Lise Meitner laughs as she shakes hands with her colleague Otto Hahn and congratulates him. The year is 1945, and Hahn has just been awarded the Nobel Prize in Chemistry. But if you know her history, you can assume that it was a bittersweet laugh. Hahn was honored for his proof of nuclear fission, while Meitner played a crucial role in its first scientific explanation.
Quite a few believe that Lise Meitner should (also) have received this Nobel Prize. This - or one of the next years. In fact, the Austrian was nominated for the award, a total of 49 times: 19 times for the Nobel Prize in Chemistry, 30 times for the Nobel Prize in Physics. But every time she gets nothing, others are preferred to her.
Meitner, born in Vienna in 1878, was a pioneer as a woman in science right from the start. She is only the second woman to do her doctorate at the University of Vienna. This is followed by positions in Berlin at the Chemical Institute and the Kaiser Wilhelm Institute for Chemistry, where she works partly unpaid. There she also met Otto Hahn, with whom she would work closely - and very insightfully - in the decades that followed.
Meitner's talent for physics and chemistry is unmistakable, also for Max Planck, whose unofficial assistant she becomes at the Chemical Institute. Nevertheless, Meitner has to recognize again and again that as a woman she is far from being a full member of the research community. For years she was only allowed to enter the institute through the back entrance, because in Prussia women were only officially allowed to study from 1909. Nevertheless, the Austrian continued to rise, made discoveries together with Hahn and finally became the first female professor of physics in Germany in 1926.
Because of her Jewish origins, Meitner lost her teaching license after the Nazis seized power in 1933. In 1938 – after the annexation of Austria by the German Reich – she fled to Stockholm at the age of almost 60. Otto Hahn helps her to organize the illegal departure. She can continue her research at the Nobel Institute in the Swedish capital. She and Hahn continue to be in close correspondence.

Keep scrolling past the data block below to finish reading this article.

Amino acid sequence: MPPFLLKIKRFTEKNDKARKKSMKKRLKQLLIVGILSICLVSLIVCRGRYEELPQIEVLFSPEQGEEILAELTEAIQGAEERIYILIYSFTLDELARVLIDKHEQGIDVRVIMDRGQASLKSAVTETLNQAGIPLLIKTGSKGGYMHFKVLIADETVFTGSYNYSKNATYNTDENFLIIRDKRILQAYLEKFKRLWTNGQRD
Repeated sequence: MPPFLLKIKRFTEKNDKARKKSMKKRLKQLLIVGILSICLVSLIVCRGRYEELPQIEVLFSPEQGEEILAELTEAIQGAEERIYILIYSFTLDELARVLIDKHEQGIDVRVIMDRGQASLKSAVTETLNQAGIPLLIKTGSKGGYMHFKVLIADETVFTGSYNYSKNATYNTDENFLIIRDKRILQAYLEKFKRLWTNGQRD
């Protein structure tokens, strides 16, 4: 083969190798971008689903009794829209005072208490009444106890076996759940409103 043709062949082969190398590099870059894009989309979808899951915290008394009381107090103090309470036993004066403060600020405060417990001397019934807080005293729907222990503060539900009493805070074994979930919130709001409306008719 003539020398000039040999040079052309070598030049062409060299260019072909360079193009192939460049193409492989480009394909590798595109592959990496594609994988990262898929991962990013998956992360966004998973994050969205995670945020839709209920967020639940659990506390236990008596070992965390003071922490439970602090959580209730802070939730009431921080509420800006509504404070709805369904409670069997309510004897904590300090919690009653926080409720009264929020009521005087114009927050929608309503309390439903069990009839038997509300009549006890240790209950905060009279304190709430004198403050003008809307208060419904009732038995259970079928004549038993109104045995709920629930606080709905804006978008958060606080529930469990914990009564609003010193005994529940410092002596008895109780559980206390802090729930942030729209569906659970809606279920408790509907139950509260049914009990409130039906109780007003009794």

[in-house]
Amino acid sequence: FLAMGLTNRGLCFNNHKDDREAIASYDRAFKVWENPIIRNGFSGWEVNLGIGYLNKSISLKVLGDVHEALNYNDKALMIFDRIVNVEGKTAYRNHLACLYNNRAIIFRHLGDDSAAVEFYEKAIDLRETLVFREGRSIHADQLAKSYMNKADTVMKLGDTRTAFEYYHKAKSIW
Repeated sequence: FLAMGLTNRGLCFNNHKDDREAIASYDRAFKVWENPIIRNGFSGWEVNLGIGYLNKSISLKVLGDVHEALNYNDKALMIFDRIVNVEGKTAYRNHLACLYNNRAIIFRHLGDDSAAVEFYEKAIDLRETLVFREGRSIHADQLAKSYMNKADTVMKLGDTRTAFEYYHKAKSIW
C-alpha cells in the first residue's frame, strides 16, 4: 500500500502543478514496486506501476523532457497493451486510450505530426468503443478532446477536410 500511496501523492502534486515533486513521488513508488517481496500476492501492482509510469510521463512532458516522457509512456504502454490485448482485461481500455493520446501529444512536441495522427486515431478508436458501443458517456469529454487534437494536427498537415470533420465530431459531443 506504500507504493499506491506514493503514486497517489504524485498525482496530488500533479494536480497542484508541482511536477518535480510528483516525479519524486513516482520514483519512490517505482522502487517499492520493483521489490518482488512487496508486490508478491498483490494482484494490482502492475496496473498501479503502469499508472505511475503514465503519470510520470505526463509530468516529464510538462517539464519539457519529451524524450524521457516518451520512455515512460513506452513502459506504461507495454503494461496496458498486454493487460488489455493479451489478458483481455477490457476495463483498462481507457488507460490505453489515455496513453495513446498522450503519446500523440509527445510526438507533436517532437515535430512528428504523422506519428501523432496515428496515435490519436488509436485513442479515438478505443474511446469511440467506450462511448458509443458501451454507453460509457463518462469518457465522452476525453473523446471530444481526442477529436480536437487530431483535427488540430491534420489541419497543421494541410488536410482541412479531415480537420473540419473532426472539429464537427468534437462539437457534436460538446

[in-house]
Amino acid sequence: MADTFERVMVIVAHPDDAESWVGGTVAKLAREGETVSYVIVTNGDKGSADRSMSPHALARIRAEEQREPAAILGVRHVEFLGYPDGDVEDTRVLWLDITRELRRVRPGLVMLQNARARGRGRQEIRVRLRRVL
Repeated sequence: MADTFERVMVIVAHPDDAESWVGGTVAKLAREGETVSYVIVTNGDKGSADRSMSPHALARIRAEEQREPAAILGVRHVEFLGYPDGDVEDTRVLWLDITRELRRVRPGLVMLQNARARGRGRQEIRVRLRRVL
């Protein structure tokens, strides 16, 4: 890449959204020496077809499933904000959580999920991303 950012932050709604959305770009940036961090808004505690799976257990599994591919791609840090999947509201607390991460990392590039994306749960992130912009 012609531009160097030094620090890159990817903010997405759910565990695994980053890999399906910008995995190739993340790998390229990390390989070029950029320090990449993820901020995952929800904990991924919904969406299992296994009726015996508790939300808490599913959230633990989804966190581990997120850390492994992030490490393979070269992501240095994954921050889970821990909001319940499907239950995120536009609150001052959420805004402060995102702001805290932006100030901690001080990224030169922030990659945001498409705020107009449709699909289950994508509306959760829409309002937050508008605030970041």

In this way, her rooster also reports on a discovery he made in his experiments: During experiments with uranium, he observed a phenomenon that he cannot explain, the "bursting" of the uranium nucleus. He only tells Meitner about it. "Perhaps you could calculate something and publish it," he wrote to her at the end of 1938. Meitner set to work with her nephew Otto Robert Frisch. Together they calculate back and forth and thus lay the foundation for the proof of nuclear fission.
The discovery caused a stir in research, and the USA wanted to win over Meitner for their "Manhattan Project" to build an atomic bomb. The pacifist refuses, stays in Stockholm. However, she was denied the Nobel Prize for her significant contribution to this groundbreaking discovery for the rest of her life. Hahn, on the other hand, is awarded - Meitner probably fails not least because of the simple fact that she is a woman. "Hahn certainly fully deserved the Nobel Prize in Chemistry, there's really no doubt about that. But I believe that Frisch and I have contributed something not insignificant to the elucidation of the uranium fission process," she writes to a friend.
She is sure of the respect of her colleagues: Otto Hahn himself nominates his close confidante for the Nobel Prize, Max Planck even nominated her seven times. Each time without success. All the more ironic that Meitner was later awarded the Otto Hahn Prize. She maintained a close, friendly relationship with her research colleague until his death in 1968. She never held it against him that he was favored by the Nobel Prize Committee.
Sources: German Historical Museum / German Patent and Trademark Office / "Standard"